Bullshit. Most of the time, the truth is nebulous and in the eye of the beholder. Julia got really unlucky, so now the men in her life treat her like a bitch-goddess they hate loving, and fuck them for it.
But she doesn’t even know what she’d be without Christian and Sean, SeanandChristianandChristianandSean, running together into one perfect and perfectly awful man, even though there are definitely problems to that formulation. Julia knows better than to imagine they are one man. In fact, if they weren’t so damn straight, Julia would tell them to go and be in love with each other.
After all, Matt is now their son (and that burns her, as though she wasn’t involved at all), and no woman will ever be good enough for the Sean and Christian conglomerate. Porn stars, perfect mothers — never quite good enough for the genius plastic surgeons.
Julia might blame plastic surgery, but that seems like such a victim thing to do.
Instead, she wants simpler things. Julia wants the woman who’s following her to look her in the face. If her angel of death is following her again, almost Ava but not quite, then Julia wants to know.
If she’s being stalked, Julia wants to know, too. She’s not quite sure what she’ll do, because sometimes Julia still thinks she wants to die, or at least, she’s not afraid to die, but there’s something about having a hovering shadow just out of reach, out of sight, but perennially in mind.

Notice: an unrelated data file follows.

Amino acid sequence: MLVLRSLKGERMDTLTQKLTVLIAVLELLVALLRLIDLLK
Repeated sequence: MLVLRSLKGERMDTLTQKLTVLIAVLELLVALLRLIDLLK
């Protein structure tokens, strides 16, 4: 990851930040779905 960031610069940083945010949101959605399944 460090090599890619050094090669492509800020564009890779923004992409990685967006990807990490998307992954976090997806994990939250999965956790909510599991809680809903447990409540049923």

Maybe it’s because Julia thinks she might turn around and see herself, the substance of herself, tied to the surface of her, dragged around resentfully. There’s a smell of decay in the air, come to think of it.
Julia turns, but there’s nobody there. The smell is gone.
This really shouldn’t surprise Julia, but it always does. Even when she’s surrounded by people, Julia feels alone, like she’s been wrapped in plastic wrap and sealed away from all the dirt and reality. On bad days, Julia knows she’s done the wrapping, but on other days, Julia thinks that maybe she’s just imagining things.
It still bothers her that her best dream was the one where she died, where Ava was waiting for her and she was ready to go, ready to die.
So many things bother Julia, including the feeling her life is an aimless collection of incidents with no point, that she’s drifting, a miserable counterpoint to Sean and his inner purpose, no matter how priggish, a symbol for Christian about how he’s not good enough to be a good man.
How can she feel real and solid when the people who love her think she’s an object, an avatar of their own issues and desires? Nobody sees her head-on. Nobody sees her; they see the her they create in their head.
Julia wishes that went anywhere. Nothing does, not for her. She is as she’s always been — a song sung without accompaniment, in-tune except for the flats, always somehow unfinished. Somehow unsatisfying, but not in a way where it’s obvious.
The next week, the woman goes away. Julia never sees her again.
This bothers Julia even more than having her around.
For her, there is never any resolution.
Hell, there’s never even conflict in the first place.
Just endless, unsatisfying this.
Whatever this is.